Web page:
“So can we get over the hump?” Pastner asked. “I believe we can get over the hump, but time is running out and I recognize that, but let’s see what happens this week.”
Tech was out of it almost from the start Saturday. The Jackets fell behind 6-0 and 16-6 and lost contact for good with the Fighting Irish with a 10-0 run toward the end of the first half that expanded their lead from 28-19 to 38-19.
“I thought we were a little flat, but I think Notre Dame can make you do that, too,” Pastner said.
As the Irish scored on four consecutive possessions, guard Michael Devoe lost the ball on a steal, missed two long 3-pointers and then freshman guard Jalon Moore got his shot blocked in the lane. The capper came from Notre Dame guard Dane Goodwin, who, having made back-to-back 3-pointers, got forward Jordan Usher to bite on a pump fake from 3-point range and then drove past him for a layup.
“They had all their guns blazing (Saturday),” Usher said. “We didn’t have enough cards on the table. Energy-wise, we should have come out harder and when they’re hitting those 3′s, they make you second guess on your closeouts, so it was tough.”
Notre Dame 90, Georgia Tech 56
Notre Dame continued to build its lead in the second half as the Irish’s perimeter shooting opened up the Tech interior. Notre Dame made 13 of 23 3-point tries (56.5%) as four Fighting Irish players scored in double figures, led by Goodwin’s 17, all in the first half. At the basket, the Irish made 15 of 23 layup tries and put down four dunks. The 13 3-pointers were the most given up this season by Tech, which entered the game third in the ACC in 3-point percentage defense in league games (31.7%). The Jackets had held six of their past seven opponents to 31.3% shooting or less from 3-point range.
“I think we got stretched,” Pastner said. “They made those 3′s early and then we got stretched out. We weren’t good in either interior or exterior. (Center) Rodney (Howard) wasn’t as good (Saturday) defensively as he’s been, but part of that is they start making those 3′s early, and then you start stretching out and then they open some things up.”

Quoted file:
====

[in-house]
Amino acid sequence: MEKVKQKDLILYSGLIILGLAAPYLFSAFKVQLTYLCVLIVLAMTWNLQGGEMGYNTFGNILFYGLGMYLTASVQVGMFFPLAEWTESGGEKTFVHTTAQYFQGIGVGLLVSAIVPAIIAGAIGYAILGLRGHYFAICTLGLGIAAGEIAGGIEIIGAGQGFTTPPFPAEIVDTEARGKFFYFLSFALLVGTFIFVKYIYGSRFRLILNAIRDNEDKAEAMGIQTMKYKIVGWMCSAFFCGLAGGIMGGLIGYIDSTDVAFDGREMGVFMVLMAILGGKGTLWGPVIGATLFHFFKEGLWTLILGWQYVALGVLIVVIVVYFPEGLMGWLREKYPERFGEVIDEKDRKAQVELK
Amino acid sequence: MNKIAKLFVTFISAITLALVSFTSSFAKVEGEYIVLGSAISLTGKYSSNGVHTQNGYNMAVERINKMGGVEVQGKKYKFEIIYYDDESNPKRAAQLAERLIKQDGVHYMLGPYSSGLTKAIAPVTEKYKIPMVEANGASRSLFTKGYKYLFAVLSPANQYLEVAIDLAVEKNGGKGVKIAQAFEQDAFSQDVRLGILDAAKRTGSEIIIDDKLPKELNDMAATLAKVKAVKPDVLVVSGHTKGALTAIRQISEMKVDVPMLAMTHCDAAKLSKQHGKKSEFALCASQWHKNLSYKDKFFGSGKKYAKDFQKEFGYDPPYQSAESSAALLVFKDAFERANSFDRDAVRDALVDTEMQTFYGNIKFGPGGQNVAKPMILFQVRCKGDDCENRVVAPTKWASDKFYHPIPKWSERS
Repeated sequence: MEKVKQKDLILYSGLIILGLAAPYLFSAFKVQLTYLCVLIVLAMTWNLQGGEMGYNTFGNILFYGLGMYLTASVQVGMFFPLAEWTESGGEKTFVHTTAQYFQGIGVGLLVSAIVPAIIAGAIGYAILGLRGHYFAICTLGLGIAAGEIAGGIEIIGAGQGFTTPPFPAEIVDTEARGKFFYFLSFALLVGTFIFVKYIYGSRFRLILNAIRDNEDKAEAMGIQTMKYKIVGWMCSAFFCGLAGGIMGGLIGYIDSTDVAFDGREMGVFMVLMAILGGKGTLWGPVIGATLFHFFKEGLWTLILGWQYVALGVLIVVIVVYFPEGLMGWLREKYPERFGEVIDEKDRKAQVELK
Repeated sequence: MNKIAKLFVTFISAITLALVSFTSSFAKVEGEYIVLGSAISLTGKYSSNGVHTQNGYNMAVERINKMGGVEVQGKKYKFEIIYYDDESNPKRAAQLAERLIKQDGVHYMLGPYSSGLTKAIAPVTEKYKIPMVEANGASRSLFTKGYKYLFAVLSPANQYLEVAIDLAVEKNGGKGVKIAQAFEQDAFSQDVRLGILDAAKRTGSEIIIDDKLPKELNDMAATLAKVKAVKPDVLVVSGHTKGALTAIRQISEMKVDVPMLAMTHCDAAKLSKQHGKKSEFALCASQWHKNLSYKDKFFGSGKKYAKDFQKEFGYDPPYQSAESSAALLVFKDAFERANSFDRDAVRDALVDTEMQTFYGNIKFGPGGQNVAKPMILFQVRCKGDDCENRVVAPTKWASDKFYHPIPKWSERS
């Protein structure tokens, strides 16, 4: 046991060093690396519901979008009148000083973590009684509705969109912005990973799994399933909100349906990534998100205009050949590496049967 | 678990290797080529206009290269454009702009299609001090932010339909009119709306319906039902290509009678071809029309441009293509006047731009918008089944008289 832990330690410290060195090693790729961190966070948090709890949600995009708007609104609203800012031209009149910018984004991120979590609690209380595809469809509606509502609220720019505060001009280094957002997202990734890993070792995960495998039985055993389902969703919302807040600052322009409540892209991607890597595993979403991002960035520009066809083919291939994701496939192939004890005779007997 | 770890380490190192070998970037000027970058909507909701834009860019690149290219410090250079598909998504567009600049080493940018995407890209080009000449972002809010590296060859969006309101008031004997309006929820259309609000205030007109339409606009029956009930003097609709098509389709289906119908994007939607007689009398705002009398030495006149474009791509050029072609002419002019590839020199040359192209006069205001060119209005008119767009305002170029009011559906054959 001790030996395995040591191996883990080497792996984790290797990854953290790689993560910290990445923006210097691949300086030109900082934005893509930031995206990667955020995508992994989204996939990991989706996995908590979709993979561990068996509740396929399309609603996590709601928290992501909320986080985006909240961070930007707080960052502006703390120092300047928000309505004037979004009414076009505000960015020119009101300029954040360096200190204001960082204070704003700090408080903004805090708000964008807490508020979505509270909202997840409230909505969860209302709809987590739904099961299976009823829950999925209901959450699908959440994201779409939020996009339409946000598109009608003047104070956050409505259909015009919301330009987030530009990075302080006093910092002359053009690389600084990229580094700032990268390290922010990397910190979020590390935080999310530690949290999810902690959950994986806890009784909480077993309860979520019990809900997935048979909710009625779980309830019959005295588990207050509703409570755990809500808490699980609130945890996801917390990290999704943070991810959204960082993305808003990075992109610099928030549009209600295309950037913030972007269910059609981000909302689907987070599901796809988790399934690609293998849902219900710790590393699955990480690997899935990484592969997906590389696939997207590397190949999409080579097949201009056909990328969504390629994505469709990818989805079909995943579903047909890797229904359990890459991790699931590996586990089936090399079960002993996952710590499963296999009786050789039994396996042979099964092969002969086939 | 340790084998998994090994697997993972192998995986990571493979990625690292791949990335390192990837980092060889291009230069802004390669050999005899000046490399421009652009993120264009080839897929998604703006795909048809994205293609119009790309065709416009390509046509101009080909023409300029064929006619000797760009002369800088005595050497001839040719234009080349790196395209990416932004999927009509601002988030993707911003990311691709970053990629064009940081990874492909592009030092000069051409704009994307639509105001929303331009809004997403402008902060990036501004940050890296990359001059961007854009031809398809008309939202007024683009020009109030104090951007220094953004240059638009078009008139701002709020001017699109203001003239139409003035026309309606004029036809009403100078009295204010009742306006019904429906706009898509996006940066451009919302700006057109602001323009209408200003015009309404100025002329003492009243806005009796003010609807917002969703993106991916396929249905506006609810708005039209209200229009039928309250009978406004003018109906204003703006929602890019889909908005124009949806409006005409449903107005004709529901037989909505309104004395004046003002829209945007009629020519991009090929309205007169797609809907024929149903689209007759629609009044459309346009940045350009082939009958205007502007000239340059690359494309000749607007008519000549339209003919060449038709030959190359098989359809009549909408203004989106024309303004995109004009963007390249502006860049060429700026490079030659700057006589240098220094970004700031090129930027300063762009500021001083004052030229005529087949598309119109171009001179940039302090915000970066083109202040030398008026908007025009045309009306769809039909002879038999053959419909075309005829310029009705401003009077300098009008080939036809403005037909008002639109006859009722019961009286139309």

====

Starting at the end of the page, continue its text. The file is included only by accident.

The Irish matched their season scoring high with 90 points.
“(Saturday), everyone seemed like they were in a groove, and that’s a good feeling,” Notre Dame guard Cormac Ryan said.
As the Irish were filling up the basket, Tech did itself in by missing its first seven 3-point tries and finishing 4-for-20 for the game, which tied its season low for percentage (20%). Tech was led by Usher’s 16 points on 6-for-8 shooting. Tech was 9-for-19 on layup tries as Jackets players missed a series of makeable shots at the rim. Aside from tying their season low in turnovers with seven, the Jackets did very little well with the ball in their hands.
Pastner was not nearly as disappointed in Tech’s performance against Notre Dame as he was after the 76-61 loss to the Wolfpack on Feb. 15, a game that Tech trailed by 30 points early in the second half. Pastner saw that game as the result of poor defense, where Saturday’s result was the product of a Notre Dame team playing at its best along with his own team missing shots that it normally makes, many of them wide open. Guard Deebo Coleman, for instance, was 0-for-8 from the field and 0-for-6 from 3-point range. He came into the game shooting 41.0% on all field-goal tries and 45.2% from behind the 3-point arc.
“It was unbelievable the amount of layups we missed,” Pastner said. “We left so many points on the board from missed 3′s and from layups and open 3′s and just point-blank layups. It’s a recipe for disaster when the other team is literally making every shot.”